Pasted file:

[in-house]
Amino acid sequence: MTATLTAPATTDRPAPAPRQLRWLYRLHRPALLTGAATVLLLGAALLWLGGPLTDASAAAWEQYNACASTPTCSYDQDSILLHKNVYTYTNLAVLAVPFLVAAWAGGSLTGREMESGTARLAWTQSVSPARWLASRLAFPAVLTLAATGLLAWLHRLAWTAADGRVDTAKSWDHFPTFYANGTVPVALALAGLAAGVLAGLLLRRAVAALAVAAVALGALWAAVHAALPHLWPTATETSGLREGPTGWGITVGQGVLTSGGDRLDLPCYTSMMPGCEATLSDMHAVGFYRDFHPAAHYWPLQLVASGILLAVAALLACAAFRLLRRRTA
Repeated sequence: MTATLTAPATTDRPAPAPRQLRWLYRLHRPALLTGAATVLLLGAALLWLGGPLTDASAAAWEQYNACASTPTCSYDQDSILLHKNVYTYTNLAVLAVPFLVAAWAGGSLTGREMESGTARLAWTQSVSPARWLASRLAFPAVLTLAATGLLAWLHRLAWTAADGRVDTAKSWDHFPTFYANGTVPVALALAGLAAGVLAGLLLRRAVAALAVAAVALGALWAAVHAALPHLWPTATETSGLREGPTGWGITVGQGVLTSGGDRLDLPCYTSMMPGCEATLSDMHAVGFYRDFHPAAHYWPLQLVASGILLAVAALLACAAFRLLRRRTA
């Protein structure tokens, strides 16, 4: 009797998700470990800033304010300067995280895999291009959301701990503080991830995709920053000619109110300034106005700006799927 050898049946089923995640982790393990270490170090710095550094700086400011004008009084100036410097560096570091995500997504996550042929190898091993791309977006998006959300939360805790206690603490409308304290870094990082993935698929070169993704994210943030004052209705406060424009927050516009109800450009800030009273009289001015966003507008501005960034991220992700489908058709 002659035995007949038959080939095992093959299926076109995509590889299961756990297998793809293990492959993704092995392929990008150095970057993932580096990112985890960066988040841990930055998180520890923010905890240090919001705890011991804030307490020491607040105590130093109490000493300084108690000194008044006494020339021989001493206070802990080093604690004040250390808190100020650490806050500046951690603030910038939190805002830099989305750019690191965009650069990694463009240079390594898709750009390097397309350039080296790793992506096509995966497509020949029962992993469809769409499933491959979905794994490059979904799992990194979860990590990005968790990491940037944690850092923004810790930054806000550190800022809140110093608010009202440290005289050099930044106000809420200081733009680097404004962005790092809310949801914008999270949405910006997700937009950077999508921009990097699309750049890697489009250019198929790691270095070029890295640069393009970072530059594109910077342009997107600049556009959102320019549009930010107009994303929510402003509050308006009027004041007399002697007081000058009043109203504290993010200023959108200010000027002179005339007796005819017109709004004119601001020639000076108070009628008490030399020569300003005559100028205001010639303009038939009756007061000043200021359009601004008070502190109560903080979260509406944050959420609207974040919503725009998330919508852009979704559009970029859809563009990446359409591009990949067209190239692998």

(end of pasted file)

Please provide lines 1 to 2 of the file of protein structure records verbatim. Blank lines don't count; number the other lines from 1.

[in-house]
Amino acid sequence: MTATLTAPATTDRPAPAPRQLRWLYRLHRPALLTGAATVLLLGAALLWLGGPLTDASAAAWEQYNACASTPTCSYDQDSILLHKNVYTYTNLAVLAVPFLVAAWAGGSLTGREMESGTARLAWTQSVSPARWLASRLAFPAVLTLAATGLLAWLHRLAWTAADGRVDTAKSWDHFPTFYANGTVPVALALAGLAAGVLAGLLLRRAVAALAVAAVALGALWAAVHAALPHLWPTATETSGLREGPTGWGITVGQGVLTSGGDRLDLPCYTSMMPGCEATLSDMHAVGFYRDFHPAAHYWPLQLVASGILLAVAALLACAAFRLLRRRTA